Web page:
[ exact phrase in "" • results by date ]

[ Google-powered • results by relevance ]


News Home

Subscribe to RSS feed

Add NWW headlines to your site (click here)

Sign up for daily updates

Keep Wind Watch online and independent!

Donate $10

Donate $5

Selected Documents

All Documents

Research Links


Press Releases


Publications & Products

Photos & Graphics


Allied Groups

New Highland wind scheme revealed  

Credit:  Ross-shire Journal | 05/11/2013 | www.ross-shirejournal.co.uk ~~

A wind energy developer currently progressing plans for a site near Dingwall has revealed proposals for another scheme in the Highlands.

The potential for a wind farm development “of around 25 turbines”, west of Kilmorack, north of the A831, is currently being investigated by ABO Wind UK.

ABO Wind UK confirmed this week it had reached agreement with the Erchless, Farley and Breakachy estates, to assess the potential for a wind farm located within the land owned by the three estates.

The firm has already developed a three-turbine scheme near Lairg in Sutherland and has outlined plans for five turbines on land at Woodlands Farm north of Dingwall.

ABO Wind UK says it’s currently contacting key stakeholders in the local area to confirm outline details.

Matt Braund, project development manager, ABO Wind UK said: “We are very much aware of other projects being brought forward by other developers in the broad area and therefore wanted to engage at this early stage with the local community and key stakeholders to communicate precisely the stage we have currently reached”.

The area covered by ABO Wind UK’s investigation lies within the top rated “Stage Three Areas – Areas of Search” for the siting of wind energy developments, as identified by Highland Council.

The company is progressing an internal feasibility study which will include a pre-application consultation meeting with the Highland Council, following which it will seek, in the next few months, a formal scoping opinion.

ABO Wind UK also estimated it will be looking to present a planning application for a met mast in the early part of 2014, with an aim to submit a full planning application towards the end of next year.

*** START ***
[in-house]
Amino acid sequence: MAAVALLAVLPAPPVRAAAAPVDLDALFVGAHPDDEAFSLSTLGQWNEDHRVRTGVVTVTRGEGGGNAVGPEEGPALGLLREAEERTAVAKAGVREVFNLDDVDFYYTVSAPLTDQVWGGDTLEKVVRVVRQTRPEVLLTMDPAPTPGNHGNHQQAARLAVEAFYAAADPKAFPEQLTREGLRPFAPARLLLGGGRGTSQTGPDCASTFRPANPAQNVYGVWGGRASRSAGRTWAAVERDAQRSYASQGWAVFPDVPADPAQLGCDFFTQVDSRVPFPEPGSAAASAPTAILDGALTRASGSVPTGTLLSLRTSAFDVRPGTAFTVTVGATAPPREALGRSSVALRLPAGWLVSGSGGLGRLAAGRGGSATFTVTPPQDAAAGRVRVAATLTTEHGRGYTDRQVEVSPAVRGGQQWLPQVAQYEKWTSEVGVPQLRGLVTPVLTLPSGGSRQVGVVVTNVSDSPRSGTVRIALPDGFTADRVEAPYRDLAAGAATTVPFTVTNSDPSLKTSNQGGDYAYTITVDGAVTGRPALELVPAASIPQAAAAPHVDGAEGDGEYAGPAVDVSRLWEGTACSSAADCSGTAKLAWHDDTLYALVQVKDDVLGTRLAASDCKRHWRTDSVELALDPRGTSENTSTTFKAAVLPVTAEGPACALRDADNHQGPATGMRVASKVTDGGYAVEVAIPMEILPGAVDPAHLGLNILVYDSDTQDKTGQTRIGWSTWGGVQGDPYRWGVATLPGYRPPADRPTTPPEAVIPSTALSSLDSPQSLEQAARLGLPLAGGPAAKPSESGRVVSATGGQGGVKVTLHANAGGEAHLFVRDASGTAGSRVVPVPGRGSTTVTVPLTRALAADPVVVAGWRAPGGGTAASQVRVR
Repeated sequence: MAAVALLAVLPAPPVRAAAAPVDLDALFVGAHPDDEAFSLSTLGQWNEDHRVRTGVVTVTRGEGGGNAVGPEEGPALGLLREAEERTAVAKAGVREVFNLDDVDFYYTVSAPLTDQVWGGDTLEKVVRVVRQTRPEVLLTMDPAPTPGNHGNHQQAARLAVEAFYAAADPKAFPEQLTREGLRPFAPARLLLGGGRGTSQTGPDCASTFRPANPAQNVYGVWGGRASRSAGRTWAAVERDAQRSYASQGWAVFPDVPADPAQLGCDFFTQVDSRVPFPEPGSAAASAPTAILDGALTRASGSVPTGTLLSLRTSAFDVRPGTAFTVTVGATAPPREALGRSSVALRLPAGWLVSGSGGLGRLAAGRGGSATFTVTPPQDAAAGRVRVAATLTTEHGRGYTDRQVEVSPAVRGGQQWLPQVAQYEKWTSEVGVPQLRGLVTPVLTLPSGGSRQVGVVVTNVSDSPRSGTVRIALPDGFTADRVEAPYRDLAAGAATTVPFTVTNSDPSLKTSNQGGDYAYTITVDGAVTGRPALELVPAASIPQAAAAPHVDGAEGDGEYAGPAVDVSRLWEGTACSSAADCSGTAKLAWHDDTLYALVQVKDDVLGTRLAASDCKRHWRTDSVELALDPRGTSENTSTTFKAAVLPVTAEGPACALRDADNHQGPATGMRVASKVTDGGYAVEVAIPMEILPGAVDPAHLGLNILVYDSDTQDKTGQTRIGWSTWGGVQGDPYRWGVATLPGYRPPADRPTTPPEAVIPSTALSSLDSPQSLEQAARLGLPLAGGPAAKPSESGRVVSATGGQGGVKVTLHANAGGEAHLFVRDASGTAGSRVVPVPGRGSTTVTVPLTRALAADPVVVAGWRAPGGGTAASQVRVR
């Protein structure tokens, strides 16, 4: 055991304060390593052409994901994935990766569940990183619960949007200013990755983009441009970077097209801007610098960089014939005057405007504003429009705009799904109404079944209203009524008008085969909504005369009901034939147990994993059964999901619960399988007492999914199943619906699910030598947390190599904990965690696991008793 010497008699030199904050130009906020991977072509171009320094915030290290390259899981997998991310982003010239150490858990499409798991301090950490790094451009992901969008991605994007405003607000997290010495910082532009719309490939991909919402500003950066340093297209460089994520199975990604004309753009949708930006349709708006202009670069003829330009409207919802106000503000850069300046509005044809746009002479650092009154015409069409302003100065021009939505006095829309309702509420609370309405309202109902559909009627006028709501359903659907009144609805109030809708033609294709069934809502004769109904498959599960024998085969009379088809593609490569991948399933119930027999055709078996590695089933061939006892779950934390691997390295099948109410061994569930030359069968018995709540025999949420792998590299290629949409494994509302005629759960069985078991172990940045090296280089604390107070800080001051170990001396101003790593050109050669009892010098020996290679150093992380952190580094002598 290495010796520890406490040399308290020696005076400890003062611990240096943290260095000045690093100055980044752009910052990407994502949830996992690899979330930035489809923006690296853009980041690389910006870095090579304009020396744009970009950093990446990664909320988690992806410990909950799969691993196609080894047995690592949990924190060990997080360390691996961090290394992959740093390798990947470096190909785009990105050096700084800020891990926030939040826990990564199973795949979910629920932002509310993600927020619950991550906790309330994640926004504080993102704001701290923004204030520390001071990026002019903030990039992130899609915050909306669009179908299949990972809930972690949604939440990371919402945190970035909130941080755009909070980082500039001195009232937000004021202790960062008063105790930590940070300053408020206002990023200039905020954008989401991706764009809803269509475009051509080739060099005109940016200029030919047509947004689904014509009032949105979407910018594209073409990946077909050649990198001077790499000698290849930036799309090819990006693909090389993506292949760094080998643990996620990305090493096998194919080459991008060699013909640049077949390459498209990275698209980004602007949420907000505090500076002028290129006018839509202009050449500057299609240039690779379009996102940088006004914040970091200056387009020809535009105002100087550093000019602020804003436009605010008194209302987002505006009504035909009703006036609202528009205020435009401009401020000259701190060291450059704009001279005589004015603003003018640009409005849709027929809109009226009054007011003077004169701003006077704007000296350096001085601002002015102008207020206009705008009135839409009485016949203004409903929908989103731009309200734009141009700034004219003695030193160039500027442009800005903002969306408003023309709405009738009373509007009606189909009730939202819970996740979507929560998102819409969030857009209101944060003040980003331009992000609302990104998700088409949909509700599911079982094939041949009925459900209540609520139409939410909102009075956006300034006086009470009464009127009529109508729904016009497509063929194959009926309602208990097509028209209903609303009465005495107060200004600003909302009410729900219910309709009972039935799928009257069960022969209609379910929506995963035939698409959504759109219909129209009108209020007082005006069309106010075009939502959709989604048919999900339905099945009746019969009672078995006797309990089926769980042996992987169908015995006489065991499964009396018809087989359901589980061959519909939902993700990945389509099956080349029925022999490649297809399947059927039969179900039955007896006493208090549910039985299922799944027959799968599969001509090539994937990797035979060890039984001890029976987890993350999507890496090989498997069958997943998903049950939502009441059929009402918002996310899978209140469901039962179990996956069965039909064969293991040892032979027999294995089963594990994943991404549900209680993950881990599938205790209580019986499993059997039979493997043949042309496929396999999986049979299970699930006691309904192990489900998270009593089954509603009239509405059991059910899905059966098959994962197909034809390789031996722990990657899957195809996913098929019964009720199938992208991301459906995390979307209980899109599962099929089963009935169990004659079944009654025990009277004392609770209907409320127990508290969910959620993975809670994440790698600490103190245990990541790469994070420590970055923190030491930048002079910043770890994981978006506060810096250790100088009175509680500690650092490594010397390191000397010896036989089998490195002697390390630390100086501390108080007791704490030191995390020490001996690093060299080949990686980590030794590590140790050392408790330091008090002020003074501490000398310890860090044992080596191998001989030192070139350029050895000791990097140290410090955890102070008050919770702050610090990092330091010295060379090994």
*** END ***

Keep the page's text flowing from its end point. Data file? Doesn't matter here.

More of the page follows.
Mr. Braund said: “We are very much aware of the need for and are totally committed to a full and open public consultation process.

“With this in mind, we have undertaken to contact key stakeholders again, once we have completed our initial investigation work, when we will be in a position to provide a more definitive picture of what we propose.”

ABO Wind UK has been operating in the UK since 2006.

The company is a subsidiary of ABO Wind AG, one of Europe’s most experienced wind energy developers.

Earlier this year, ABO Wind UK opened its Highland base in Inverness, and confirmed plans to invest around £390 million in five wind farm proposals for the Highlands over the next three years.

The company has already developed successfully in the Highlands, with three turbines near Lairg, fully operational since January 2012.

More information about ABO Wind is available at www.abo-wind.co.uk

Source:  Ross-shire Journal | 05/11/2013 | www.ross-shirejournal.co.uk

This article is the work of the source indicated. Any opinions expressed in it are not necessarily those of National Wind Watch.

The copyright of this article resides with the author or publisher indicated. As part of its noncommercial effort to present the environmental, social, scientific, and economic issues of large-scale wind power development to a global audience seeking such information, National Wind Watch endeavors to observe “fair use” as provided for in section 107 of U.S. Copyright Law and similar “fair dealing” provisions of the copyright laws of other nations. Send requests to excerpt, general inquiries, and comments via e-mail.

Wind Watch relies entirely
on User Funding
Donate $5 PayPal Donate


News Watch Home

Get the Facts Follow Wind Watch on Twitter

Wind Watch on Facebook


© National Wind Watch, Inc.
Use of copyrighted material adheres to Fair Use.
"Wind Watch" is a registered trademark.